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Abstract: PO0107

Renal Artery Thrombosis in a Patient Homozygous for Plasminogen Activator Inhibitor-1 4G Allele

Session Information

Category: Trainee Case Report

  • 102 AKI: Clinical, Outcomes, and Trials


  • Santana Martinez, Frank S., American College of Physicians, Philadelphia, Pennsylvania, United States
  • Mehta, Siddharth, American College of Physicians, Philadelphia, Pennsylvania, United States
  • Poudel, Shyam K., American College of Physicians, Philadelphia, Pennsylvania, United States
  • Shah, Parth Rajeshbhai, American College of Physicians, Philadelphia, Pennsylvania, United States

Renal artery thrombosis is a serious, uncommon, and often undiagnosed condition. Physicians need to consider this diagnosis in unexplained flank pain, especially in the presence of risk factors. Plasminogen activator inhibitor-1 (PAI-1) is the major inhibitor of tissue-type plasminogen activator. Fibrinolysis is impaired due to increased plasma PAI-1 levels which play an important role in the pathogenesis of thrombotic disorders. Homozygous for the 4G allele had increased plasma PAI-1 concentrations.

Case Description

A 53 years old male smoker with hypertension, presented to the emergency room complaining of abdominal pain and pink urine for 3 days. His BP was 186/120 mmHg and pulse 100/min. Physical exam was consistent with right flank tenderness. Urinalysis showed high gravity, high amount of protein, glucose, and blood. Creatinine was 1.6 and the baseline was unknown. CTA showed right renal artery occlusion. The patient was transferred to CCU and started on clevidipine and heparin drip. Arteriogram and directed thrombolysis were performed. Despite these interventions, his creatinine trend peaked at 2.85, whereas hemoglobin started dropping substantially. High rate IV fluids, a workup for malignancy, and hypercoagulable were started with subsequent stent placement for reperfusion. After 3 days of directed thrombolysis, he was transferred to wards. Urine output decreased and a Foley catheter was placed. the patient was started on clonidine, amlodipine, and labetalol. After 10 days of hospitalization, all workup was unremarkable. PAI-1 4G/5G study was homozygous for 4G allele. The patient’s medical condition improved. He was discharged and advised to follow up as an outpatient.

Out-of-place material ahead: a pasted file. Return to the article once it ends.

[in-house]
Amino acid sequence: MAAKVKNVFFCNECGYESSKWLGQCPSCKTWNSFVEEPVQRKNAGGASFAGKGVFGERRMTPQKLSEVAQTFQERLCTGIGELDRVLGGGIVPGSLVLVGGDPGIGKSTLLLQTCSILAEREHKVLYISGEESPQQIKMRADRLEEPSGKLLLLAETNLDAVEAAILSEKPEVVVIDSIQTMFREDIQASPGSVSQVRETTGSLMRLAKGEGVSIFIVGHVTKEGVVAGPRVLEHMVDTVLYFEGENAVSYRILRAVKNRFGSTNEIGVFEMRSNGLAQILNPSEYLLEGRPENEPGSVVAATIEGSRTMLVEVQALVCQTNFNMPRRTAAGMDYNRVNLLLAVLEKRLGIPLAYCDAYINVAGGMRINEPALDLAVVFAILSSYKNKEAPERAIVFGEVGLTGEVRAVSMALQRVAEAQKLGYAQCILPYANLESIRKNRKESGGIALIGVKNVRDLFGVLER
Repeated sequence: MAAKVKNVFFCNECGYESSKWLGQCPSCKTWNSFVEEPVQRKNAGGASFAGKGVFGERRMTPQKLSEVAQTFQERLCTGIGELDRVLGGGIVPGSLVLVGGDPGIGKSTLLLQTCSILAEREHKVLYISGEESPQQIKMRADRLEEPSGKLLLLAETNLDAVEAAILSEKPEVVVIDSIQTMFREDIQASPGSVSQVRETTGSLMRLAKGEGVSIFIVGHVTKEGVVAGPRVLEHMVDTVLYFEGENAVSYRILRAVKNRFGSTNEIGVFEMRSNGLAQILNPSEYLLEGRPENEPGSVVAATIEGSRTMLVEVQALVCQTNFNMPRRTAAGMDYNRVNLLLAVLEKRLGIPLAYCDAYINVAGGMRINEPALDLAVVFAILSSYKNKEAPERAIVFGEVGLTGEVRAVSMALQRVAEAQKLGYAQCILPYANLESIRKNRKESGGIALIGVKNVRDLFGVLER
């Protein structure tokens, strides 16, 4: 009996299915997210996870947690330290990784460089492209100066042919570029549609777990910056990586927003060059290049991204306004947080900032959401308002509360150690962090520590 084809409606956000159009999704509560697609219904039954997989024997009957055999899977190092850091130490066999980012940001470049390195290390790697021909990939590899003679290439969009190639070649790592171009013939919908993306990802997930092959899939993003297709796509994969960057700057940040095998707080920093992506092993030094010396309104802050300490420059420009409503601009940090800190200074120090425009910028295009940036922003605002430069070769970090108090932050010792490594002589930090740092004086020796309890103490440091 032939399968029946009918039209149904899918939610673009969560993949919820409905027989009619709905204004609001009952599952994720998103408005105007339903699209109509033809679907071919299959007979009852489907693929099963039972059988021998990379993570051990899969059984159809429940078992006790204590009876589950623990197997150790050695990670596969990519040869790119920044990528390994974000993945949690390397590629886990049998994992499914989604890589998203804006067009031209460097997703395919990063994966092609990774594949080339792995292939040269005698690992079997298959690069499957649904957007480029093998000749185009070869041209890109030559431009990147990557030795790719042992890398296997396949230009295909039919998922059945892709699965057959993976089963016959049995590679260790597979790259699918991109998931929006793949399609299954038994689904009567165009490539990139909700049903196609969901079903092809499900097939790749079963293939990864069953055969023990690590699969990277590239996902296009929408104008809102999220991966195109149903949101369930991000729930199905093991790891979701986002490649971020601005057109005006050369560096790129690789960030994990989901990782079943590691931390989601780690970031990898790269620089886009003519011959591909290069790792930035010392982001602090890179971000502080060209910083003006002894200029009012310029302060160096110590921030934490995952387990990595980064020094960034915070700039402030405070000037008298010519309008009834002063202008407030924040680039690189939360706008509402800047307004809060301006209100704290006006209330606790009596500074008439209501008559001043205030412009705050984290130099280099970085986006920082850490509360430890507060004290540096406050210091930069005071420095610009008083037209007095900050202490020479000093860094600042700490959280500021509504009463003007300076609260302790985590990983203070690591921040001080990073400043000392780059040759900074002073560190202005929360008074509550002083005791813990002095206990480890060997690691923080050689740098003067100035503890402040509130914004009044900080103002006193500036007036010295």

Studies have proven the link between PAI-1 4G and thrombotic events, however, most of the evidence shows a link between PAI-1 4G and venous thrombosis. In this patient, the fact of him being homozygous for PAI-1 4G allele led to arterial thrombosis. Therefore, it might be prudent to include a PAI-1 workup in prothrombotic studies. In renal artery thrombosis, a cause must be established. Although there are other common causes of arterial thrombosis, PAI-1 4G should be considered as a potential cause in patients with few or no risk factors. This case report glimpses the relationship between an uncommon genetic mutation and a rare diagnosis.